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And now... experience shopping

Display centres with functional gadgets, a.k.a `experience shopping' is the new buzzword in the twin cities

IT IS a long wait for Aparna Gupta every year - read the annual numaish - to make her purchases of a washing machine, kitchen appliances and the rest of the ware. In spite of a plethora of multi-brand outlets in the twin cities, why does she prefer to wait? No, it is not the money differential, one finds, as she and her husband work for an MNC, having just moved back to India from New Jersey. "I prefer shopping at the annual Industrial Exhibition because stalls display a product, say a toaster, microwave or a grinder in a functional condition. One gets a first hand experience with live demonstration at the various stalls there," she says.

A piping hot sandwich popping from a grill or a tall glass of lassi made in front of you sure surpasses any amount of innovative display at the multi brand stores, consumers feel. Taking a cue from this new factor that seems to play as a decider for consumers to bag a product, business houses are slowly opting for the `experience shopping' model for their exclusive stores in the twin cities.

A case in point is the Prestige Smart Kitchen. On entering these outlets, the consumer is struck by a déjà vu, of stepping into the kitchen back home. Pressure cookers, pans, cooking range and a knife holder, are tidily arranged on a black marble topped kitchen table. The kitchen module is replete with a sink. "We wanted to showcase our entire range of products in an aesthetic manner. The smart kitchen module has been a hit, so much so that there have been enquiries from people who come to buy the products, who would like us to create such kitchens for them as well. Probably we would be doing this after six months," chuckles an official at the Prestige Smart Kitchen outlet at Khairatabad.

Neena, of Hindustan Sanitaryware & Industries Limited (HSIL) Display Centre at S.P.Road has a similar experience to share, as regards consumers who come to shop for bath fittings, shower panels and kitchen taps here. "Their first reaction is `acha! It works!' when they touch the knob of a tap and feel the gush of water into the sink or set their optimum water pressure or hot water mixer. They also like the bathroom fitting combinations of a WC and basin that are available at the centre. A display concept definitely makes it very easy for people to choose the product," she says.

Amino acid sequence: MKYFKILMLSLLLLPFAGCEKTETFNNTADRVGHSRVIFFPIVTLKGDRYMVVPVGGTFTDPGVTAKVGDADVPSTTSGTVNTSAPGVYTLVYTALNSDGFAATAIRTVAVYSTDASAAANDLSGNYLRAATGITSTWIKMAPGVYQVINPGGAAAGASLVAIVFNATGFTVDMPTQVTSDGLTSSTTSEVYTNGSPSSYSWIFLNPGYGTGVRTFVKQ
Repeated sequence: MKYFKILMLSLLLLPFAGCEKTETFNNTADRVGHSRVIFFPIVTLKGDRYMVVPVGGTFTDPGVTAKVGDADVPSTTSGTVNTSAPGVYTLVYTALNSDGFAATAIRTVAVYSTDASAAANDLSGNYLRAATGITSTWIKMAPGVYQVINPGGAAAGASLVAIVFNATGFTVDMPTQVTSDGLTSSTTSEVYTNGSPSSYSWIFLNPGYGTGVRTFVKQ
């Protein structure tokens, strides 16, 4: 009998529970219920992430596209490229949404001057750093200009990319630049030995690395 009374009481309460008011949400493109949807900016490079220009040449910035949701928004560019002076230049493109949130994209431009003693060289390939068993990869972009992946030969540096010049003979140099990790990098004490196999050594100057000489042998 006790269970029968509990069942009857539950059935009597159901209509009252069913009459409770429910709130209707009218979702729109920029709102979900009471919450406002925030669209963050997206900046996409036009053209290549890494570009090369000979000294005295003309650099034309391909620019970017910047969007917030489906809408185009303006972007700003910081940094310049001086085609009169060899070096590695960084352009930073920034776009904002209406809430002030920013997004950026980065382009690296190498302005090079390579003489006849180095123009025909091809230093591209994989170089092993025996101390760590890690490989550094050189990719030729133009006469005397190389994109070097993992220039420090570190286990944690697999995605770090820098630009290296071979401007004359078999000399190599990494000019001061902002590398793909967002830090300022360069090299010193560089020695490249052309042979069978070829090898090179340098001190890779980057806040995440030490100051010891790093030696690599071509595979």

The basic idea is to offer the consumer a live experience in a home-like environment as against the crowded streets in a hardware market," says J.K. Somani, Vice President (Commercial & Co-ordination) Hindustan Sanitaryware & Industries Limited, about the HSIL display centres conceptualised based on stores in Singapore.

If the new concept of hardware store offers you bath fixtures in near natural setting instead of one-of-the-many in a maze of tile, taps and lampshade samples, a similar experience awaits to greet the home maker who plans to get the house painted. Catalogues and shade cards are passé. The mantra today is `make your melange'. "Today the customer has an option to visualise their own homes. Consumers can drop in at any of the Asian Paints retail outlets and run the Colour World programme, and create their own colours, at the click of a mouse," says an official from Asian Paints Home Solutions.

From the companies' point of view, such innovative concept at their retail showrooms is an occasion to display products judiciously that probably would not be possible in a multi-brand outlet. "The multi-brand outlet would be only interested in the profit, brand irrelevant," says an executive of a leading kitchenware brand. As also a new mantra to attract the have-money-will-buy jet setting suave client. "Today brochures and pamphlets don't help sale. It is the era of giving an image to the product. This trend is especially seen in the bathroom fittings and kitchen ware segments since today bathrooms and kitchens are getting more of style statements and said to speak for you," says Naem Khan, managing director, The Lead.

"Real estate wise there are not too many cities that are as cheap as Hyderabad which would provide a fillip for these companies to open elaborate display centres here," he adds. As for the purchasing power? Well the mushrooming of shopping hubs and existing ones going packed says it all. In coming years the new `experience shopping' concept might just become a regular affair.


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